Today was one of those days. What kind of day? That kind of day. The kind of day when something happens and all you can think about is how excited you are to write. The kind of day where something reminds you SO MUCH of what life must be like for ‘your person’ on the spectrum and you CANNOT wait to tell the world.
Today was that kind of day.
It started normal.
Leave for church. Near tears because he felt rushed and didn’t want to wear a jacket and wasn’t really ready to leave home (no warnings issued).
Church. Lots of movement, lots and lots of movement.
Sunday School. He was supposed to help with a volunteer project – he was trying – but boooooy…he was unfocused.
Then, he went to a friend’s house and I was, honestly, thankful. We both needed a break – and I had to attend a performance on campus.
A performance entitled, “Love & Information” by Caryl Churchill. It has 57 (yes, 57) vignettes of sorts. 57 of them…in two hours. It’s enough to make anyone’s head spin…but especially if you are on the spectrum. The play “ingeniously and exhaustively mirrors our age of the splintered attention span.” ( http://www.nytimes.com/2014/02/20/theater/love-and-information-by-caryl-churchill-at-minetta-lane.html?_r=0)
Think about 57 scenes in two hours, that means each scene last an average of 2.1 minutes. Something new and different every 2.1 minutes. See this stage?
The foreground of the stage was continually changing – Facebook messages, youtube videos, snap chat photos, you name it – it was there. This in itself made me think about Tucker’s life. I was longing for him to be there. Well, not really – if he became antsy we would have had to leave – but now I want to take him and gauge his reaction.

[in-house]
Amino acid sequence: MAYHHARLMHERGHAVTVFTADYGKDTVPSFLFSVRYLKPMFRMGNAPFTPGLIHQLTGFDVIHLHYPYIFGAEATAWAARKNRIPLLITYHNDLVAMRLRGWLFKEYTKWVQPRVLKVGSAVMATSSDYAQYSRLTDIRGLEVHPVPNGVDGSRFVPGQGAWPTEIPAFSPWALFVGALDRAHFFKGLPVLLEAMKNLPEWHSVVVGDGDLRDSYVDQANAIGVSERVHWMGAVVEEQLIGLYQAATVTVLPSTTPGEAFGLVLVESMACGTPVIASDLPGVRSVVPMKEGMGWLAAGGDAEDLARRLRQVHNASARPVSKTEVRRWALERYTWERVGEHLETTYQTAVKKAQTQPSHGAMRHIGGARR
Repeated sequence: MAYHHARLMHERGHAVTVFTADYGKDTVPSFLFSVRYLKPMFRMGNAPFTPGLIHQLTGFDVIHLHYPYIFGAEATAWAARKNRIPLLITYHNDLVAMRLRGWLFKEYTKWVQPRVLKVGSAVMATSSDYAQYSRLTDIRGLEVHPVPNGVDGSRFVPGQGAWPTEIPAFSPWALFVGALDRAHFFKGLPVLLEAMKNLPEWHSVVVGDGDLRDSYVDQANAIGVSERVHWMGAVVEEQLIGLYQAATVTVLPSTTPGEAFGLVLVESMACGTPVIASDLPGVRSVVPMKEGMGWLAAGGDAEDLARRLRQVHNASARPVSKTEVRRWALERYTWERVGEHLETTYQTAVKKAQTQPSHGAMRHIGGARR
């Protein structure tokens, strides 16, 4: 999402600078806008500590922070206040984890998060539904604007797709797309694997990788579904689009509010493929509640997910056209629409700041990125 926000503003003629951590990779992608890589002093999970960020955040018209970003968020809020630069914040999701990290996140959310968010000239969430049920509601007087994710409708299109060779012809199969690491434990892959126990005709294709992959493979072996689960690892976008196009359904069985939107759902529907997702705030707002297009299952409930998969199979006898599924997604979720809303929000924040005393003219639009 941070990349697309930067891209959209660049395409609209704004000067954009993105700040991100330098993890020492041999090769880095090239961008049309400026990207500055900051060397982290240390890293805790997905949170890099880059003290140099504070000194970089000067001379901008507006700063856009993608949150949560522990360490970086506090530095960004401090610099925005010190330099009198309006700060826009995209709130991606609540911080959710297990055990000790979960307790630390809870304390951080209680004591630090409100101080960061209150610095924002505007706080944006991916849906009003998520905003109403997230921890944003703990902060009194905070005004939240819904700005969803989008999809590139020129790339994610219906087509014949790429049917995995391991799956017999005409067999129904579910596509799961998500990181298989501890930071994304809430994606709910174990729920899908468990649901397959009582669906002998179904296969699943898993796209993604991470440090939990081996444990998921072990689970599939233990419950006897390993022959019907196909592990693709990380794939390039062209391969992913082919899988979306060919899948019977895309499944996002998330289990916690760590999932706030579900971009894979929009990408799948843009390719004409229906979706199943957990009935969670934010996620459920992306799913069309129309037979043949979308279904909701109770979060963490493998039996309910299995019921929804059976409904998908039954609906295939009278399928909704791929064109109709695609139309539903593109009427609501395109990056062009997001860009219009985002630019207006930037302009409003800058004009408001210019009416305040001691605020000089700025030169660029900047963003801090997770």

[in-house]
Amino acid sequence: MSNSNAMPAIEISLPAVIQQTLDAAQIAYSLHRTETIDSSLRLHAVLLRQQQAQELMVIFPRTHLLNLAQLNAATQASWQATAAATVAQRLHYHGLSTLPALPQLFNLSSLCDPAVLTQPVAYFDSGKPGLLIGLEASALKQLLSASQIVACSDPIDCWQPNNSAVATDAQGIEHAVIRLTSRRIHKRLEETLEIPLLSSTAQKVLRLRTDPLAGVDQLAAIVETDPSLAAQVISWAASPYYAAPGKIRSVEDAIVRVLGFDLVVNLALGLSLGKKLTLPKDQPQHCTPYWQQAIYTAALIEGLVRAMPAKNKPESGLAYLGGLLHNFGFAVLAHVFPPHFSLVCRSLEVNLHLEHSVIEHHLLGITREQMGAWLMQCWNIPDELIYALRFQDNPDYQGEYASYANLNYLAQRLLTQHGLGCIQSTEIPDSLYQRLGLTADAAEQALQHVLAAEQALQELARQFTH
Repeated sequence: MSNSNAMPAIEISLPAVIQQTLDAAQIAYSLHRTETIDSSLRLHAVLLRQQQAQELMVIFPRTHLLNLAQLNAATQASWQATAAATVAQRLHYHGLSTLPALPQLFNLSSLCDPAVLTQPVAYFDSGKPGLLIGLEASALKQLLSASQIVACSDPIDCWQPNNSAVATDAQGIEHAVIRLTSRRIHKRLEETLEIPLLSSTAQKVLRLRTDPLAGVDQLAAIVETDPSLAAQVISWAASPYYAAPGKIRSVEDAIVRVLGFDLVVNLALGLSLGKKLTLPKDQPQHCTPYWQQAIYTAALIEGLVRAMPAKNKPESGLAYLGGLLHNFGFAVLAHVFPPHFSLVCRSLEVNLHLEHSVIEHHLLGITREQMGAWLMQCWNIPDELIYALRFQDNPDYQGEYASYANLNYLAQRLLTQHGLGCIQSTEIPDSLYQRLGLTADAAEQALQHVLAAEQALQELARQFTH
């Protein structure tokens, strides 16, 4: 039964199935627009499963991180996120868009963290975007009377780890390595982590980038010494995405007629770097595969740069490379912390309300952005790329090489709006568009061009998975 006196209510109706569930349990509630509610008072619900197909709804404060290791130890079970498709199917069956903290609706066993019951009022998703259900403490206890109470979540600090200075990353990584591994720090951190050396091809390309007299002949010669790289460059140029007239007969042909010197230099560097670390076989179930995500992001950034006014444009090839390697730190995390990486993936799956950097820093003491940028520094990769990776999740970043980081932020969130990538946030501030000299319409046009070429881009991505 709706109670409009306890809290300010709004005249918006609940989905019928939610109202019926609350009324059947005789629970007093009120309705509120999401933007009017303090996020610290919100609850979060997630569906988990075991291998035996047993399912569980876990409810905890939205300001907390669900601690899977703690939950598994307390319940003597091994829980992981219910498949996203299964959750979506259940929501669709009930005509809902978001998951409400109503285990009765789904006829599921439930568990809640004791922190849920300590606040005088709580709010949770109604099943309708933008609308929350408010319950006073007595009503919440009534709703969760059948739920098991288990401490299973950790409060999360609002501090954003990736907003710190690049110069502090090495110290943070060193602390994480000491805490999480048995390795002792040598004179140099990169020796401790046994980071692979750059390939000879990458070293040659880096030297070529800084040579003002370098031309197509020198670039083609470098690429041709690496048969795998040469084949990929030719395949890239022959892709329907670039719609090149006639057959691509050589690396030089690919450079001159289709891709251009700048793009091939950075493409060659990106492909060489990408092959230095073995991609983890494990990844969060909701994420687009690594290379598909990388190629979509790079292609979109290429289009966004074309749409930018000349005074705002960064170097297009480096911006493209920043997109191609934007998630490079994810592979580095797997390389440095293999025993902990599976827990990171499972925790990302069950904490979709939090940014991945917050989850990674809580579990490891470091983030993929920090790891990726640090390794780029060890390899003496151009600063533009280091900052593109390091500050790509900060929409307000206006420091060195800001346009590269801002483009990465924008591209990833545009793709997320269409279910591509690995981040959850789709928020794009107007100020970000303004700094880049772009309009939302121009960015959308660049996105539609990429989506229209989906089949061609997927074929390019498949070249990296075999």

Is this how his brain works? I already know he mostly thinks in pictures – are there constantly pictures/videos flipping through and replaying in his brain? What if you put an overwhelmed brain into an intentionally overwhelming setting? Would the brain and setting match or would they repel?
This is what usually happens when I go to live theatre. I am left with so many questions. As a former performer I am entranced, enthralled…exhausted by the time the show is over because I find myself on edge. On edge from remembering the exhaustion that comes with the exhilaration of performance.
What I really wondered was this..is Tucker an old soul? As I watched the play and participated in a talk-back session I wondered even more. Life just moves so fast. Television camera angles are quick and choppy. Mash-ups and ‘dance versions’ of popular songs are created to get rid of long, drawn-out endings. It seems like we are in constant movement. In school –
one class to another
one sport to another
one performance to another
one assignment to another
one subject to another
one book to another
always moving forward – yet, with little time for real reflection.
Maybe he was simply born in the wrong generation? He wants time to reflect. His favorite cartoon from a very early age? The original Scooby Doo – especially the episodes that have flash-backs. Time to reflect upon Scooby’s life.
He struggles with his peers, but if I dropped him off for coffee at 6 AM with the old guys in town? He would be in heaven, they are reflecting upon their lives.
Maybe this play perfectly described Tucker’s struggle and strength. While the play “deals with the ways we lust for, process and reject knowledge.” The struggle is in the speed at which the information comes, the strength is in the love, relationships, and reflection between people. I couldn’t help but to think how he ‘lusts for the processing of knowledge” and the reflection upon his life.
Maybe he wasn’t born in a past generation – maybe he is from a future generation trying to get me (us) to slow down. To process the now…to not be so anxious for the next thing. He wants something more, a deeper connection. He wants time to process, to experience life. He wants to slow down a bit…and reflect on all of the Love & Information….